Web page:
As we all know, cats are very picky. Anyone who likes cats knows their “faults”, but they don’t know why they are picky. Now scientists have largely unraveled the secret of cats’eating habits. The answer is genetic defects. To be more specific, cats lack “sweet receptors” and they can’t taste sweetness at all. This may also be an important reason why cats become carnivorous animals that depend on high protein levels to survive.
Cats have many hobbies: stealing fishes, catching mice and sleeping late. But no one can associate cats with sweets. The best sweets are put in front of cats and they don’t even smell them. But have you ever wondered why cats don’t like sweet food? In fact, cats and cats don’t like sweet food. Why on earth?
Because of genetic defects, cats cannot taste sweetness.
Researchers and their collaborators at the Meniel Center for Chemical Sensation in Philadelphia recently released their findings. They found a defective gene in cats that might make them less sweet. Except for cats, almost all mammals on the planet can taste sweetness to varying degrees.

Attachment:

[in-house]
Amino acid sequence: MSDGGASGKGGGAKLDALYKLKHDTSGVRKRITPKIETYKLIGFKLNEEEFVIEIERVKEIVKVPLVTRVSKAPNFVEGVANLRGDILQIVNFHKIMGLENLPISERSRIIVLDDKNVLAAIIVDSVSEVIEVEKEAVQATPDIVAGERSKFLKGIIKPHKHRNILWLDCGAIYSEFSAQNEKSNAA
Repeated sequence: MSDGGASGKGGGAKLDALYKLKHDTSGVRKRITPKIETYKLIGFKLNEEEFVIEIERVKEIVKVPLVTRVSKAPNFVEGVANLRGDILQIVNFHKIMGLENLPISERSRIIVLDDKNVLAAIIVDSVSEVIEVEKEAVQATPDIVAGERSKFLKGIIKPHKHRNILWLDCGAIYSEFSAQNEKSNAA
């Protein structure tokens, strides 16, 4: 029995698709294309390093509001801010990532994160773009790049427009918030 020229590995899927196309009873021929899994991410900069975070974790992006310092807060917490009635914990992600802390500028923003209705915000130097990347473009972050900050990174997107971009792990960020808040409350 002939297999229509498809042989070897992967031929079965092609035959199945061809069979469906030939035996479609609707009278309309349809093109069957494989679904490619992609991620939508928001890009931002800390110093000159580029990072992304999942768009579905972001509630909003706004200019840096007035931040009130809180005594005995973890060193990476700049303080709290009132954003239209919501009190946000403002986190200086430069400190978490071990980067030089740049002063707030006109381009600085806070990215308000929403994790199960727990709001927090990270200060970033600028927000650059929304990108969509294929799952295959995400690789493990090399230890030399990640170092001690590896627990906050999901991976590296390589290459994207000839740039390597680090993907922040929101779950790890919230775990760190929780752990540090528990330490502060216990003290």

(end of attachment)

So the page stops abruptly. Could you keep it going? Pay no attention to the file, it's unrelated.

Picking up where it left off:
Researchers took saliva and blood samples from six cats, including a tiger and a cheetah, and found that all of them had a defective gene that other mammals used to produce “sweet receptors” on their tongues. Sweet receptors are formed by two proteins called “T1R2” and “T1R3”, respectively, but cats do not form one of the two important proteins because of genetic defects.
“We spent about three years trying to find out why cats don’t like sweets,” said Joseph Brand, deputy director of the Meniel Center for Chemical Sensation, which led the study. He also joked, “Because cats can’t taste sweetness at all, if you feed them sweets, they will naturally feel insipid and even lose their temper.” Brand’s report is published in the latest issue of Genetics, a journal published by the Public Library of Science.
Lack of “sweet receptors” may be an important reason for cats to become carnivores.